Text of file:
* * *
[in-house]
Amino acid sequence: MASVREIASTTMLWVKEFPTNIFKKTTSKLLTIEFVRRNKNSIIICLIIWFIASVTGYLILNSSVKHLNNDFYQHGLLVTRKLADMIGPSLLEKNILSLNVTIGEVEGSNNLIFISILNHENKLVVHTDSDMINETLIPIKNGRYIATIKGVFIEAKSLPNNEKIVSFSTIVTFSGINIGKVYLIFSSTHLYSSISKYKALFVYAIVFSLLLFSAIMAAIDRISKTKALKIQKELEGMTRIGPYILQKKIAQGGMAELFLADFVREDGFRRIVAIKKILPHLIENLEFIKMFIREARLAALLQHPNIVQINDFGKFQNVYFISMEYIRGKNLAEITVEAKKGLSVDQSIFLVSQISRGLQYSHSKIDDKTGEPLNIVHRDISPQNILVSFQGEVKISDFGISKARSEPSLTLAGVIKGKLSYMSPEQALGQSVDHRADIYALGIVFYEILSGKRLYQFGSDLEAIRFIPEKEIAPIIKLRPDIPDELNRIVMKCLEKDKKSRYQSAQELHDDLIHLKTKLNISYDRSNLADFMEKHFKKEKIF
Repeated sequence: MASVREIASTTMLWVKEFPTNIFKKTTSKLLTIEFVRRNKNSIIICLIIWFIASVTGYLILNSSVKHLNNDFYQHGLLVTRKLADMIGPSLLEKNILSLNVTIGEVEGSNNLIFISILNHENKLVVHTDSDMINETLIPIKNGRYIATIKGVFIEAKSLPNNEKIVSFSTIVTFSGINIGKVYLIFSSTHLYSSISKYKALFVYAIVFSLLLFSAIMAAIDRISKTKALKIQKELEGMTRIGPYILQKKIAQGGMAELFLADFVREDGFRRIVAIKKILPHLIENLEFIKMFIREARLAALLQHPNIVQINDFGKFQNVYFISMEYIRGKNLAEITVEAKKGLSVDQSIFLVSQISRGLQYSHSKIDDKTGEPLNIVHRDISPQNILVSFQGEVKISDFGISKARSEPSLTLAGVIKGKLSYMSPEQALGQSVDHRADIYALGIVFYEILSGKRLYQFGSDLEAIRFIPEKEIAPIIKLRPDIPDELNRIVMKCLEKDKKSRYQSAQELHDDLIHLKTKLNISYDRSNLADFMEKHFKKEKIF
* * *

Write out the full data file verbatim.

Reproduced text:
[in-house]
Amino acid sequence: MASVREIASTTMLWVKEFPTNIFKKTTSKLLTIEFVRRNKNSIIICLIIWFIASVTGYLILNSSVKHLNNDFYQHGLLVTRKLADMIGPSLLEKNILSLNVTIGEVEGSNNLIFISILNHENKLVVHTDSDMINETLIPIKNGRYIATIKGVFIEAKSLPNNEKIVSFSTIVTFSGINIGKVYLIFSSTHLYSSISKYKALFVYAIVFSLLLFSAIMAAIDRISKTKALKIQKELEGMTRIGPYILQKKIAQGGMAELFLADFVREDGFRRIVAIKKILPHLIENLEFIKMFIREARLAALLQHPNIVQINDFGKFQNVYFISMEYIRGKNLAEITVEAKKGLSVDQSIFLVSQISRGLQYSHSKIDDKTGEPLNIVHRDISPQNILVSFQGEVKISDFGISKARSEPSLTLAGVIKGKLSYMSPEQALGQSVDHRADIYALGIVFYEILSGKRLYQFGSDLEAIRFIPEKEIAPIIKLRPDIPDELNRIVMKCLEKDKKSRYQSAQELHDDLIHLKTKLNISYDRSNLADFMEKHFKKEKIF
Repeated sequence: MASVREIASTTMLWVKEFPTNIFKKTTSKLLTIEFVRRNKNSIIICLIIWFIASVTGYLILNSSVKHLNNDFYQHGLLVTRKLADMIGPSLLEKNILSLNVTIGEVEGSNNLIFISILNHENKLVVHTDSDMINETLIPIKNGRYIATIKGVFIEAKSLPNNEKIVSFSTIVTFSGINIGKVYLIFSSTHLYSSISKYKALFVYAIVFSLLLFSAIMAAIDRISKTKALKIQKELEGMTRIGPYILQKKIAQGGMAELFLADFVREDGFRRIVAIKKILPHLIENLEFIKMFIREARLAALLQHPNIVQINDFGKFQNVYFISMEYIRGKNLAEITVEAKKGLSVDQSIFLVSQISRGLQYSHSKIDDKTGEPLNIVHRDISPQNILVSFQGEVKISDFGISKARSEPSLTLAGVIKGKLSYMSPEQALGQSVDHRADIYALGIVFYEILSGKRLYQFGSDLEAIRFIPEKEIAPIIKLRPDIPDELNRIVMKCLEKDKKSRYQSAQELHDDLIHLKTKLNISYDRSNLADFMEKHFKKEKIF